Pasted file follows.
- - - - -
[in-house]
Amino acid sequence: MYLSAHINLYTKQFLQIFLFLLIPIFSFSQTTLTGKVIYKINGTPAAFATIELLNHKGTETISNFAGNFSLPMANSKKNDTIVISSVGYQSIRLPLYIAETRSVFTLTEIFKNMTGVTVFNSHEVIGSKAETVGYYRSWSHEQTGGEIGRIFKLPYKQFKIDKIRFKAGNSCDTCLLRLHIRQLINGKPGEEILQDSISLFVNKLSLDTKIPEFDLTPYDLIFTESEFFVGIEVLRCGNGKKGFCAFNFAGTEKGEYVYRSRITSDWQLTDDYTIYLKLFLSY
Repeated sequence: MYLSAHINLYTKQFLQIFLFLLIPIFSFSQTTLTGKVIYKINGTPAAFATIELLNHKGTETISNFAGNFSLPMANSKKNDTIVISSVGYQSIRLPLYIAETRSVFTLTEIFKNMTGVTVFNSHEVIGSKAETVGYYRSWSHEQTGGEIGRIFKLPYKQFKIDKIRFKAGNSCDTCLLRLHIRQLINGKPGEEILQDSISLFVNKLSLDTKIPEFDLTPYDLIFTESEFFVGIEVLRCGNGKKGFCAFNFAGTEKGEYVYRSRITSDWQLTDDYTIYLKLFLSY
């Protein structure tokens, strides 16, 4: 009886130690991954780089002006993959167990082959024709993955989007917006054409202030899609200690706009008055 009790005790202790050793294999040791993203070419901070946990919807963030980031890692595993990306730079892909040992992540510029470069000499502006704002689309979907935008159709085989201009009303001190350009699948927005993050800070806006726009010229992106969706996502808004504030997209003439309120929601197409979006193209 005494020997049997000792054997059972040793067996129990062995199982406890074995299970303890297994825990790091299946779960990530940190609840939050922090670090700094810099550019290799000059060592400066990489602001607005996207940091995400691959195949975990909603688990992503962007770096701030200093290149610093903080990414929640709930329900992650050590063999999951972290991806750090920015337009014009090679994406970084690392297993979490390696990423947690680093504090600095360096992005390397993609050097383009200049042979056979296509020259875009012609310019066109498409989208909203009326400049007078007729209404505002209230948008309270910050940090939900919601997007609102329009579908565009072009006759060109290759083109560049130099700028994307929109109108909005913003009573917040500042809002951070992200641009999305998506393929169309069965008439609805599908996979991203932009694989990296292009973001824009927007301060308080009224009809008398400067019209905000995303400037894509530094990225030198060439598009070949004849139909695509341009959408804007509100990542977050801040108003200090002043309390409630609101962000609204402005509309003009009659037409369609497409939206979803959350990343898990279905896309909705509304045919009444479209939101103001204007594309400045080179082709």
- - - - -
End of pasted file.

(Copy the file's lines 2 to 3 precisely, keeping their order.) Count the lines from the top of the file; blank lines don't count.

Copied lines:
Amino acid sequence: MYLSAHINLYTKQFLQIFLFLLIPIFSFSQTTLTGKVIYKINGTPAAFATIELLNHKGTETISNFAGNFSLPMANSKKNDTIVISSVGYQSIRLPLYIAETRSVFTLTEIFKNMTGVTVFNSHEVIGSKAETVGYYRSWSHEQTGGEIGRIFKLPYKQFKIDKIRFKAGNSCDTCLLRLHIRQLINGKPGEEILQDSISLFVNKLSLDTKIPEFDLTPYDLIFTESEFFVGIEVLRCGNGKKGFCAFNFAGTEKGEYVYRSRITSDWQLTDDYTIYLKLFLSY
Repeated sequence: MYLSAHINLYTKQFLQIFLFLLIPIFSFSQTTLTGKVIYKINGTPAAFATIELLNHKGTETISNFAGNFSLPMANSKKNDTIVISSVGYQSIRLPLYIAETRSVFTLTEIFKNMTGVTVFNSHEVIGSKAETVGYYRSWSHEQTGGEIGRIFKLPYKQFKIDKIRFKAGNSCDTCLLRLHIRQLINGKPGEEILQDSISLFVNKLSLDTKIPEFDLTPYDLIFTESEFFVGIEVLRCGNGKKGFCAFNFAGTEKGEYVYRSRITSDWQLTDDYTIYLKLFLSY